Greed and injustice is king

A new year has begun.

Unfortunately, the new year in the United States looks, in many ways, a lot like the old year.

For example, according to U.S. News and World Report, the vaunted U.S. economic recovery touted by that great liar George W. Bush is only a revival for those folks who don't need one.

Median family incomes for the average American household during the past 25 years have risen less than 1 percent annually, for a 25-year total of 18 percent-way below cost-of-living increases once inflation is factored in.

Most American families actually lost money.

But median income for the top 1 percent, the folks most of whom have inherited or-if you read the daily business pages, full of stories of crooked executives-stolen their way to the top of the economic dung heap, while profiting from our more and more skewed-toward-the-already-rich tax tables, has gone up 200 percent.

Another way of looking at this in layman's terms is:

You have 30 children, and the oldest gets 10 or 15 times more than the other 29 combined.

And never even makes his own bed, much less yours.

From 1980 to 2004, the wages of a typical worker (once you factor in inflation) fell, while among the top 20 percent of earners in the United States, incomes (even without counting perks) rose 60 percent.

They are not all working harder than we are.

I hear all the time about my alleged enemies in Iran and Iraq.

But the truth is, unless you were working in the World Trade Center on Sept. 11, 2001, or were sent to Iraq or Afghanistan in the past five years as a soldier or a sailor, your biggest enemy, if you are an average American, is Mike McGavick and the other already rich who prey on you.

And who deprive you of health insurance-more than 50 million Americans now, many of them innocent children are not insured.

And who, not content simply to enrich themselves by bonusing obscenely at fired workers' expense, often run for public office to add political power to their already unfair, unearned and unregulated economic advantage.

Again, according to U.S. News and World Report (not a wildly liberal rag), 85 percent of the nation's wealth now resides in the hands of the richest 15 percent of American families.

The bottom 50 percent claim only 2.5 percent of net worth.

Saddam Hussein was a bad man, and I have no sorrow around the fact that he was recently hanged by our shills in Iraq. Good riddance to a callous murderer.

But personally I would have rather seen Ken Lay of Enron infamy strung up before he took the coward's way out and died on the ski slopes instead of going to a country club prison for a couple of years.

The American rich who have cooked the income tax tables, and now want to get rid of death taxes, too, are my enemy.

Not the wacky president of Iran. Not the crazed dictator at the helm of North Korea.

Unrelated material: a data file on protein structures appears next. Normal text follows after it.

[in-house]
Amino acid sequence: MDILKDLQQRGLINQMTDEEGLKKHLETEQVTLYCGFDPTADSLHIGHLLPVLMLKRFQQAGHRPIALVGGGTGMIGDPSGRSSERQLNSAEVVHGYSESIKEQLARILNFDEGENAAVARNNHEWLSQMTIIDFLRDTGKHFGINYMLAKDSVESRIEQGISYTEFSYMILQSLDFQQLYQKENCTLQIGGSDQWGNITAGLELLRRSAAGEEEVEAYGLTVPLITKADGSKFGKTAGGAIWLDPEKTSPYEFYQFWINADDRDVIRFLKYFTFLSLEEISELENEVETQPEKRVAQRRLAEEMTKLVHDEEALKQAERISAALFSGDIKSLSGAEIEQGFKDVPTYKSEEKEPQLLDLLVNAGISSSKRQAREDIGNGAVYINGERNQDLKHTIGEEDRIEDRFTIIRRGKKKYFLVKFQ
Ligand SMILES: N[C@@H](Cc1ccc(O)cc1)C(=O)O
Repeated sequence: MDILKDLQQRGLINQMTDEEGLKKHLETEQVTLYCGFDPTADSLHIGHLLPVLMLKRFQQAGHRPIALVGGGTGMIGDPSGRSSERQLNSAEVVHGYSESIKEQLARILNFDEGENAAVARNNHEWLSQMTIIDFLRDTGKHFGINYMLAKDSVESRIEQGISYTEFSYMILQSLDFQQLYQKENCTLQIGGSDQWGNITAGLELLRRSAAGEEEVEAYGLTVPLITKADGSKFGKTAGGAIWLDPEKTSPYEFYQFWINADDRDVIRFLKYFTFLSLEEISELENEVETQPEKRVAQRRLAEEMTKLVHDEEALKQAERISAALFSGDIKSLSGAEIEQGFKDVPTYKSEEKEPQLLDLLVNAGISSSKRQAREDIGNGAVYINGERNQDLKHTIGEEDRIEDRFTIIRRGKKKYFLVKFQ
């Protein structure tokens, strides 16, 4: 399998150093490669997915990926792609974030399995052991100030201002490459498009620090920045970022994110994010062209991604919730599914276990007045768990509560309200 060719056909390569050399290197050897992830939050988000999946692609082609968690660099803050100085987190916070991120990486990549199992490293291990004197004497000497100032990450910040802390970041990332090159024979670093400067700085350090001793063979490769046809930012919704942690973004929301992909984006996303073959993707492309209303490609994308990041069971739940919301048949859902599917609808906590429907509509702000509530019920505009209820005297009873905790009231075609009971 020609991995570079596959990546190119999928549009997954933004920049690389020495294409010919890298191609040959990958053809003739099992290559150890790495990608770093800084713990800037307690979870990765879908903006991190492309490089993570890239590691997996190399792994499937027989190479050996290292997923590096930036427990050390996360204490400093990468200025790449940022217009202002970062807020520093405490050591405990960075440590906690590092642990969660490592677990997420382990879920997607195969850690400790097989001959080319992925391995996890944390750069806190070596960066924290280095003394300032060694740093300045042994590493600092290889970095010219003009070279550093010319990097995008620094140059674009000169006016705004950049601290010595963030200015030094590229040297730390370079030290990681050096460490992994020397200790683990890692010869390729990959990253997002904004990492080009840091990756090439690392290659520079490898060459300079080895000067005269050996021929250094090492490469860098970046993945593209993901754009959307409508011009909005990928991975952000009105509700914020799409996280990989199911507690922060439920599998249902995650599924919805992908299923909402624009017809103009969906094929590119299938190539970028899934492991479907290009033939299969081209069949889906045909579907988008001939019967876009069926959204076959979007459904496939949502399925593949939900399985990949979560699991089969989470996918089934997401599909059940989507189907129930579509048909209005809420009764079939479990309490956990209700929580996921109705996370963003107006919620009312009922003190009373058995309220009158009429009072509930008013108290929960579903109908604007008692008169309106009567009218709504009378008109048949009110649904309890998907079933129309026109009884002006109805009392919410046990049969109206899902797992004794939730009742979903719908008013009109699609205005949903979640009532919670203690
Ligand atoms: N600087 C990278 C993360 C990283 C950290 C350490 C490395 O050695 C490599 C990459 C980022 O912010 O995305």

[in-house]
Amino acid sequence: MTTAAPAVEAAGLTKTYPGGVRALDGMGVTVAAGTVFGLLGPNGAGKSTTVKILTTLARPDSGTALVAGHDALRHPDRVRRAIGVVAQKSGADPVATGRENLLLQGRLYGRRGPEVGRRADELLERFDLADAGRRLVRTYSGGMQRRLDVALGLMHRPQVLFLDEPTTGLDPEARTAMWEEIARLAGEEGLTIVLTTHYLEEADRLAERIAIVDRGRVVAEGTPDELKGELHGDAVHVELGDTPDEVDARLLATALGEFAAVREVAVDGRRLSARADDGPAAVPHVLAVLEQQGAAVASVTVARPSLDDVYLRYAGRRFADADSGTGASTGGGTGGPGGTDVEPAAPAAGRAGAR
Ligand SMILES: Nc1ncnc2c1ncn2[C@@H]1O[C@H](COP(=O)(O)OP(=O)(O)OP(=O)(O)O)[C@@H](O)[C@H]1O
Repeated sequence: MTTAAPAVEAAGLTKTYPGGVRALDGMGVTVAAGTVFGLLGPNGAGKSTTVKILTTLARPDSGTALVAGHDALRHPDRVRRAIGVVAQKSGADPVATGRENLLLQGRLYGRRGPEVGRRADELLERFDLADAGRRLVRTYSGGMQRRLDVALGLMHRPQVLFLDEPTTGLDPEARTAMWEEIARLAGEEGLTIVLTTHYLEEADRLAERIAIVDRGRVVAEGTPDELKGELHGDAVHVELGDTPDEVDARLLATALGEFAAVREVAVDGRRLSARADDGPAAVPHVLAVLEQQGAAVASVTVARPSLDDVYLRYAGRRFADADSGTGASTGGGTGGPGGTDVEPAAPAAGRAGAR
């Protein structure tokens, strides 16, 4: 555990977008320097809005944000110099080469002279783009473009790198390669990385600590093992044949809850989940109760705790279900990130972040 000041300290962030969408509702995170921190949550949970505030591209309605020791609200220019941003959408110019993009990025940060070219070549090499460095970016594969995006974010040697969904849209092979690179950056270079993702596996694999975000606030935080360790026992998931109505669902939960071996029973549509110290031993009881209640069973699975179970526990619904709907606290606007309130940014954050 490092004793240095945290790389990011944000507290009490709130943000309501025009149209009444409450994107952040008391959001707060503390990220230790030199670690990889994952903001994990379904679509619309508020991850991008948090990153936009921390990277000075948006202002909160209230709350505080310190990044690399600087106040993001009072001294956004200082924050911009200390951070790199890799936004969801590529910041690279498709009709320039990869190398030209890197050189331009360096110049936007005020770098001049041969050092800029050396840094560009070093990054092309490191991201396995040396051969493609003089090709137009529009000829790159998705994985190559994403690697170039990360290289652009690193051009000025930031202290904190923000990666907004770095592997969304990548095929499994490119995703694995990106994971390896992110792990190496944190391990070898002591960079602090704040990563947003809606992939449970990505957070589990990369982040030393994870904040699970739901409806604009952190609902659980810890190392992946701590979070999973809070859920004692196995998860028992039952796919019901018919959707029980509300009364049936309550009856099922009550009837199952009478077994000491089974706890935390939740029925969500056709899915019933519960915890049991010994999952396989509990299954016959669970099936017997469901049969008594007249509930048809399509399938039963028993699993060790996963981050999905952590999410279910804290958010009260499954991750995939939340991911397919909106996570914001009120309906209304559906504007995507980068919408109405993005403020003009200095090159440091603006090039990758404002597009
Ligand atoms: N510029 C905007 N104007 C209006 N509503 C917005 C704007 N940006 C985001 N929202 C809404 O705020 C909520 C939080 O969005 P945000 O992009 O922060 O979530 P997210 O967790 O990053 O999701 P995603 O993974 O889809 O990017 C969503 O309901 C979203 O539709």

The board of directors at Halliburton has done more harm to me and mine than any fanatical Arab or Asian leaders.

And if you make less than $75,000 annually and yet don't agree with me, you are simply foolish, not patriotic.

Since when does being a good American require the average citizen to allow multinational corporations, corrupt political leaders and greedy billionaires to take everything you have, while they continue to fix things so that getting ahead by simple toil and ethics is harder and harder?

The invasion I would support by a true citizens army would be to attack and confiscate all the gated communities along the Florida and California coasts, for starters. Share the wealth.

Ignore the Iranians-they have their own insoluble troubles over there in the desert.

Let the North Koreans' corrupt dictatorship starve its own citizens to death.

Concentrate on this place, where some people can afford five medical opinions, a complete plastic surgery overhaul of their entire aging body, and seven homes and six luxury cars, while others, working 40 hours a week, cannot even get an annual physical checkup for their children.

Forget dental exams for the kids; even more Americans no longer have dental insurance.

More than 40 million residents of the United States now live under the poverty line, and another 54 million are considered one to four paychecks away from the same situation. That totals out to one in three citizens of the once-greatest country in the world.

Payday loan places, charging exorbitant interest, are more crowded on Fridays in many neighborhoods than the local banks.

Wake up, America, you are giving your country away to scoundrels and prevaricators wrapped in American flags and fancy suits.

To paraphrase Pogo, we have met the enemy and he is our alleged corporate leaders and elected officials.

The United States should be for all citizens; otherwise it is simply a colder, wetter Chile or Argentina.

Dennis Wilken can be reached via email at[[In-content Ad]]